With Seniority Suspended, Parents And Teachers Not Happy - New York News

With Seniority Suspended, Parents And Teachers Not Happy

Posted: Updated:
PHILADELPHIA -

A unanimous vote by the School Reform Commission sent a packed room of parents, teachers and community members into an uproar.

In a move to get schools open and running for September 9th, the board voted to suspend certain school codes. The most controversial decision deals with how staff is hired and placed. The plan will bring back about 1000 of the more than 3000 staff laid off. But who is brought back won't be based on seniority, but instead, on the need and the best fit.

"To use those staff who are familiar with students, the schools in their communities," says Superintendent William Hite. "It wasn't about trying to wholesale change or attack some provision in the contract; it was really about how do we manage the fewer staff that we have,"

Parents worry that their children's safety and education are being compromised because not every school will be fully staffed.

"No one in their right mind would open schools without the adequate number of school aides, without a guidance counselor for every child, without nurses," says Helen Gym, a parent. "You talk about a war on education, and you fire on the soldiers who are going to do it for you."

Teachers are angry about losing seniority and forfeiting pay increases.

"Destroying teacher seniority is removing the professional educators who have experience and shown years and years of dedication to a school district. That blames us for every possible problem," says Gail Kantor, a teacher.

Retired teacher and parent Diane Kayne agrees.

"You want to eliminate step increases for teachers. Is this good for children when you constantly make Philadelphia a second and third class place to work?"

Superintendent Hite says the changes are only to manage through the opening of school under the current situation, not to define new school practices.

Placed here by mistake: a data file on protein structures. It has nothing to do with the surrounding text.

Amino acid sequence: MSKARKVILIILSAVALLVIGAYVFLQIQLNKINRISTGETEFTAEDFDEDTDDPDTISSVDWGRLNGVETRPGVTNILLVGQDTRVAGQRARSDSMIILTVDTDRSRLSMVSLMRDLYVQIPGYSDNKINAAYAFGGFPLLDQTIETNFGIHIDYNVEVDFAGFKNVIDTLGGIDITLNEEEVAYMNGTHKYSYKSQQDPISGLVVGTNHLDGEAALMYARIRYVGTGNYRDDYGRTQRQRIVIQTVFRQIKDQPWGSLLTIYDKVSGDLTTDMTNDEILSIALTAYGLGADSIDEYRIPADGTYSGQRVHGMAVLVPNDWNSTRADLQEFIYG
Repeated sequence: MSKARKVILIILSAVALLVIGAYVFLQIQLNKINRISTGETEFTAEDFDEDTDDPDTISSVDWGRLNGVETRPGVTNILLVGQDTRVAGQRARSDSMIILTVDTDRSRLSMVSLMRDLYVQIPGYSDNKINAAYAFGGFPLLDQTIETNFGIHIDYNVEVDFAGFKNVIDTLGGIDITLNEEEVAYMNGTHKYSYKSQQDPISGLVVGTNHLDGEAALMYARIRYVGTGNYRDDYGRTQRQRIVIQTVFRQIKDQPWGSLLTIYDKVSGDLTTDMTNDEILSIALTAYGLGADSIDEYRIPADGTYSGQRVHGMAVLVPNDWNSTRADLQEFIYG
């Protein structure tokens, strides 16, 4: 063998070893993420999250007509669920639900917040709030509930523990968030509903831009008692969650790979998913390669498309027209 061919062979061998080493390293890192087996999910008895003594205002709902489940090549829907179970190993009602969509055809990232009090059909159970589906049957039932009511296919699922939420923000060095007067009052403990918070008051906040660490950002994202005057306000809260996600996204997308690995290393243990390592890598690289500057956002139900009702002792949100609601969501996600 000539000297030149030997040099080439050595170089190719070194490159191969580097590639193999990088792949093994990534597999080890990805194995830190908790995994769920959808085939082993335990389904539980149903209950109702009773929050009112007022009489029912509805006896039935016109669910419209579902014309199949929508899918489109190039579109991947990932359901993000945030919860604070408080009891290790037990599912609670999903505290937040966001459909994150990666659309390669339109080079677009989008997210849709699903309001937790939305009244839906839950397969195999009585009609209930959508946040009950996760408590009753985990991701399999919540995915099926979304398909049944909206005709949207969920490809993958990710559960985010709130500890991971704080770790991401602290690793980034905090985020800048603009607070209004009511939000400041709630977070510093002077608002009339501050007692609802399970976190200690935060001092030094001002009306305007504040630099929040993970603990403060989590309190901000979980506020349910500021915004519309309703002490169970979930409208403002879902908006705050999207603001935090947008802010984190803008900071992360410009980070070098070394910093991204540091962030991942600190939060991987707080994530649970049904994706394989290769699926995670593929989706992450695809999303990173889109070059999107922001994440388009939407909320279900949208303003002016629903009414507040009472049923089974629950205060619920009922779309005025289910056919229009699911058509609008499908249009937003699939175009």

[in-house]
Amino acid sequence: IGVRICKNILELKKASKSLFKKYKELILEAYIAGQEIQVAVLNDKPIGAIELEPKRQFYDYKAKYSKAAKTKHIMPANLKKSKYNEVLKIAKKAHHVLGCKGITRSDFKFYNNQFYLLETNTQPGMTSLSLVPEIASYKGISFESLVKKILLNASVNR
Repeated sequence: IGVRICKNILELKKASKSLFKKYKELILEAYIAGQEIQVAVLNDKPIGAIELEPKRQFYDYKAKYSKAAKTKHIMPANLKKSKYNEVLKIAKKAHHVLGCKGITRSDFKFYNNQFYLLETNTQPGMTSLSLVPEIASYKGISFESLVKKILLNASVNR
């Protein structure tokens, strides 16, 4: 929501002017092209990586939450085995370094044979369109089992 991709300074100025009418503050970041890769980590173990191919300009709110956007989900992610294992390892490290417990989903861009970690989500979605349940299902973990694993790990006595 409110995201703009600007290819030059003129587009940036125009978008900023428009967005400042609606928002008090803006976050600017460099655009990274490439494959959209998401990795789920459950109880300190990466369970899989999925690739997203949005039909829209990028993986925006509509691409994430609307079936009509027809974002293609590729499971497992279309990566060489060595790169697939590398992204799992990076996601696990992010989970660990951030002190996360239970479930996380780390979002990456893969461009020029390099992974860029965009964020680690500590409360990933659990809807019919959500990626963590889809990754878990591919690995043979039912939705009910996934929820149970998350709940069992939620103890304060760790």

• Local NewsLocal NewsMore>>

  • New York's smallest piece of private land

    New York's smallest piece of private land

    Thursday, July 31 2014 8:52 PM EDT2014-08-01 00:52:57 GMT
    The Hess triangle is a tiny piece of private property in Greenwich Village. Manhattan historian Joyce Gold explained the origins of the property: After World War I, New York City seized a beautiful residence and tore it down so it could extend Seventh Avenue and the west side subway below it. The city left the building's owner only a tiny scrap of property so small it requested he donate the triangle to make way for a sidewalk. The man refused, took the city to court and won.
    The Hess triangle is a tiny piece of private property in Greenwich Village. Manhattan historian Joyce Gold explained the origins of the property: After World War I, New York City seized a beautiful residence and tore it down so it could extend Seventh Avenue and the west side subway below it. The city left the building's owner only a tiny scrap of property so small it requested he donate the triangle to make way for a sidewalk. The man refused, took the city to court and won.
  • Runners of 3,100-mile race in Queens seek spiritual experience

    Runners of 3,100-mile race in Queens seek spiritual experience

    Thursday, July 31 2014 7:26 PM EDT2014-07-31 23:26:44 GMT
    Since mid-June, 14 runners have been on a mission that is spiritual at its core. They are running the Self-Transcendence 3,100 Mile Race in Jamaica, Queens. Spiritual leader and former Queens resident Sri Chimnoy, who died in 2007, created the race, which lasts 52 days.
    Since mid-June, 14 runners have been on a mission that is spiritual at its core. They are running the Self-Transcendence 3,100 Mile Race in Jamaica, Queens. Spiritual leader and former Queens resident Sri Chimnoy, who died in 2007, created the race, which lasts 52 days.
  • Road-trip vacations that don't break the bank

    Road-trip vacations that don't break the bank

    Thursday, July 31 2014 5:37 PM EDT2014-07-31 21:37:29 GMT
    Last-minute vacations don't need to be a headache or ridiculously expensive, especially if you make it a road trip. Even if you don't have a car, renting one can be an affordable option.Lauren Lyons Cole, a personal finance contributor to TheStreet.com, has some suggestions.
    Last-minute vacations don't need to be a headache or ridiculously expensive, especially if you make it a road trip. Even if you don't have a car, renting one can be an affordable option.Lauren Lyons Cole, a personal finance contributor to TheStreet.com, has some suggestions.
Powered by WorldNow
Didn't find what you were looking for?
All content © Copyright 2000 - 2014 Fox Television Stations, Inc. and Worldnow. All Rights Reserved.
Privacy Policy | Terms of Service | Ad Choices